The process of selecting the QEP began with campus-wide conversations in the fall of 2007 regarding ideas for improving student learning at Sam Houston State University. At this time, five town hall meetings were conducted to solicit ideas for the QEP. To reach as broad an audience as possible, the Associate Vice Presidents for Academic Affairs met with various groups to discuss the QEP and request input. The Associate Vice Presidents for Academic Affairs met with members of the Academic Program Council, the Alumni Board, and the Council of Academic Deans to discuss the QEP, to solicit ideas, and to inform the committees about the QEP process. In addition, input was solicited from the University Faculty Senate and the Staff Council, and a request for additional faculty input on student learning outcomes was made through the academic deans. Specifically, members of the faculty were asked by e-mail, “If there is one thing you could do to improve student learning on the SHSU campus, what would it be?” Subsequently, a website was created to encourage faculty, students and staff to contact the Leadership Committee, the Compliance Committee, or the QEP Committee to submit ideas.

After collecting the suggestions, the Vice President for Academic Affairs established the QEP Committee, consisting of 11 representatives from across campus, to review the initiatives. The QEP Committee consisted of the following members:

Rita Caso Director, Institutional Research and Assessment
Frank Fair Professor of Philosophy
Mark Frank Associate Professor of Economics
Marcus Gillespie Associate Professor of Geology
Marsha Harman Professor of Psychology
Joan Maier Associate Professor of Education
Carroll Nardone Associate Professor of English
Daughn Pruitt Associate Dean of Students
Mary Robbins Professor of Education
Keri Rogers Associate Dean, College of Arts and Sciences; Director, First Year Experience
Mike Vaughn Professor of Criminal Justice

The committee initially narrowed the list of QEP topics to the top six ideas. Each of the six ideas was assigned to a member of the QEP Committee to develop. Their task was to outline the basic strategy for implementing the idea and identify potential sources of data to substantiate the educational need. The criteria for consideration of the proposed learning initiatives were as follows:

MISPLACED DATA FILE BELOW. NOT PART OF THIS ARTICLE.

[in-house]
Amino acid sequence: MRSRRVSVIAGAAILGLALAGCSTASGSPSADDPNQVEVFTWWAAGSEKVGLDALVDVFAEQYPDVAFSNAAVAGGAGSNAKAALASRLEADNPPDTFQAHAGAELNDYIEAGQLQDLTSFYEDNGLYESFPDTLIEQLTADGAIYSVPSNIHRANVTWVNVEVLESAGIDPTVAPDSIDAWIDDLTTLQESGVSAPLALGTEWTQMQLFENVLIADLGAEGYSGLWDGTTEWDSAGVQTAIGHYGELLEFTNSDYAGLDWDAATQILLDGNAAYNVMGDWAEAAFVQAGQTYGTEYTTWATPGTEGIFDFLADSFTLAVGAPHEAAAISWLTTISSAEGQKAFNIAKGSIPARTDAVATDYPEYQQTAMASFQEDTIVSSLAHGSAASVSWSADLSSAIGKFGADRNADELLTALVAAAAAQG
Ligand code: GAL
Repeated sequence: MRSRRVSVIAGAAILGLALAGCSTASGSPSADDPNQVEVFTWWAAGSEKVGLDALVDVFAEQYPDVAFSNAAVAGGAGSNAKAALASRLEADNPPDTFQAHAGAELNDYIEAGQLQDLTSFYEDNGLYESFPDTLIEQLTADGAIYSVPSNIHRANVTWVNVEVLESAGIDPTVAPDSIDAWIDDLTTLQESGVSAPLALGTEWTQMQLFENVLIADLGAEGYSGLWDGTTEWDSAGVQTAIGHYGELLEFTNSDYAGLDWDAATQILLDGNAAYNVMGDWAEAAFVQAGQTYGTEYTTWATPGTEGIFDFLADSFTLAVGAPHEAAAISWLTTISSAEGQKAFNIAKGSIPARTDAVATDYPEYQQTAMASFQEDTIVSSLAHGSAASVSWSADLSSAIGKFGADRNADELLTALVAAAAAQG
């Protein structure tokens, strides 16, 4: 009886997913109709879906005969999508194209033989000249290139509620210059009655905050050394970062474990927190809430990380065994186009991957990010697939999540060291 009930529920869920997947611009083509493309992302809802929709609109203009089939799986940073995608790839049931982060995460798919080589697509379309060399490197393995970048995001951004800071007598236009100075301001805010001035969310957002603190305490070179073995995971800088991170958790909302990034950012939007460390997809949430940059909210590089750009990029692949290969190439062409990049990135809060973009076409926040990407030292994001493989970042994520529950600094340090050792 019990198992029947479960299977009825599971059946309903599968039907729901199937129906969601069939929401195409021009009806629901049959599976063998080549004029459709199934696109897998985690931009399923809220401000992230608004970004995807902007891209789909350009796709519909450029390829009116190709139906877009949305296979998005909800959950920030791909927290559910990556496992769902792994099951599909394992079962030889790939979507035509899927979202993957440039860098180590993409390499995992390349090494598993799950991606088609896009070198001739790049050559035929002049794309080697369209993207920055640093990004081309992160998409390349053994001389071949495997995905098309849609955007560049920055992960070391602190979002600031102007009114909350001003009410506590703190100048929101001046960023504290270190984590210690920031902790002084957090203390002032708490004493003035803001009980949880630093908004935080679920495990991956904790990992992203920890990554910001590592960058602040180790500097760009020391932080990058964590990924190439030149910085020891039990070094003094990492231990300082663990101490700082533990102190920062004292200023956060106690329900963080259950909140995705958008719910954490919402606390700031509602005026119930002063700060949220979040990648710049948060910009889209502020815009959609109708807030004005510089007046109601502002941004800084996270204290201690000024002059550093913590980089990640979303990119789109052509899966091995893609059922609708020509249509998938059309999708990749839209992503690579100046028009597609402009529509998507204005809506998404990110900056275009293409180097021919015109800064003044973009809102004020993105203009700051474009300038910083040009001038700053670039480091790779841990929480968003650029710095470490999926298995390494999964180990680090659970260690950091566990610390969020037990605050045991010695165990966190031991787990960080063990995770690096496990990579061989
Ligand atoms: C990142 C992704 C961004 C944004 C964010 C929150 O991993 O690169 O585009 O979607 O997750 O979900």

1) There must be a perceived need for the initiative with supporting institutional data to demonstrate that need.
2) The initiative must be perceived by the faculty and students as a means of adequately addressing the need.
3) The objectives/outcomes of the initiative must be measurable.
4) The majority of the faculty and students must support the initiative.

Based on the presentations by the individuals advocating each topic, and a review of the data supporting each of the ideas, the QEP Committee selected three prospective QEP topics: reading, writing, and mastery of scientific reasoning. Three programs that addressed these concerns were then chosen:

1) Common Reader proposal
2) Writing to Succeed proposal
3) Foundations of Science course proposal

The three programs were then presented by their advocates at college-wide meetings in January, 2008. All members of the faculty were asked to attend the meetings of their respective colleges, and faculty members had a chance to ask questions about each of the suggested QEP proposals. Following the presentations, the members of the faculty expressed their opinions of the proposals by electronically submitting a ballot consisting of four Likert-style statements for each proposal. These statements were:

1) I think the project is aimed at a legitimate student need.
2) I think there is sufficient data to demonstrate student need in this area.
3) I think the project represents a reasonable effort to address the student need.
4) I think this is a project the campus community will support.

A total of 336 faculty members expressed their opinion on the initiative, out of approximately 900 faculty members. The Foundations of Science proposal received the greatest support on three of the four questions. Based on the results of this survey and subsequent discussion by the QEP Committee, the science course was selected by the QEP Committee as the QEP Learning Initiative that would be adopted by the University.

This QEP selection process is summarized in the diagram below:

Selection of QEP Topic diagram